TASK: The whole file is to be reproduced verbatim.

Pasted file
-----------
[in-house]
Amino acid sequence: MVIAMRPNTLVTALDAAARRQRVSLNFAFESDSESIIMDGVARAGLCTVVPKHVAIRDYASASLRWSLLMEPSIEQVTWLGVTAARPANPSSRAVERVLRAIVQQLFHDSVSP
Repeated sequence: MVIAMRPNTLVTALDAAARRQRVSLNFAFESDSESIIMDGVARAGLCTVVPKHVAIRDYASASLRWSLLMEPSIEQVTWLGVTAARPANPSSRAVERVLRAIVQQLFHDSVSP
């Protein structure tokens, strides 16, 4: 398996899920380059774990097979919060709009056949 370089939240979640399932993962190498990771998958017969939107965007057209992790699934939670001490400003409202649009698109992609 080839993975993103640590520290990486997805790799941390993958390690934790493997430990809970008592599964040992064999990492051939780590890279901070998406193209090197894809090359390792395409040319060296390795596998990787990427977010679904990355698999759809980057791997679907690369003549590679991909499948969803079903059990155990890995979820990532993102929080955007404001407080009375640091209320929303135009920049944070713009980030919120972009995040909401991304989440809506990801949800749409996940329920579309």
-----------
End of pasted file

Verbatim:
[in-house]
Amino acid sequence: MVIAMRPNTLVTALDAAARRQRVSLNFAFESDSESIIMDGVARAGLCTVVPKHVAIRDYASASLRWSLLMEPSIEQVTWLGVTAARPANPSSRAVERVLRAIVQQLFHDSVSP
Repeated sequence: MVIAMRPNTLVTALDAAARRQRVSLNFAFESDSESIIMDGVARAGLCTVVPKHVAIRDYASASLRWSLLMEPSIEQVTWLGVTAARPANPSSRAVERVLRAIVQQLFHDSVSP
């Protein structure tokens, strides 16, 4: 398996899920380059774990097979919060709009056949 370089939240979640399932993962190498990771998958017969939107965007057209992790699934939670001490400003409202649009698109992609 080839993975993103640590520290990486997805790799941390993958390690934790493997430990809970008592599964040992064999990492051939780590890279901070998406193209090197894809090359390792395409040319060296390795596998990787990427977010679904990355698999759809980057791997679907690369003549590679991909499948969803079903059990155990890995979820990532993102929080955007404001407080009375640091209320929303135009920049944070713009980030919120972009995040909401991304989440809506990801949800749409996940329920579309």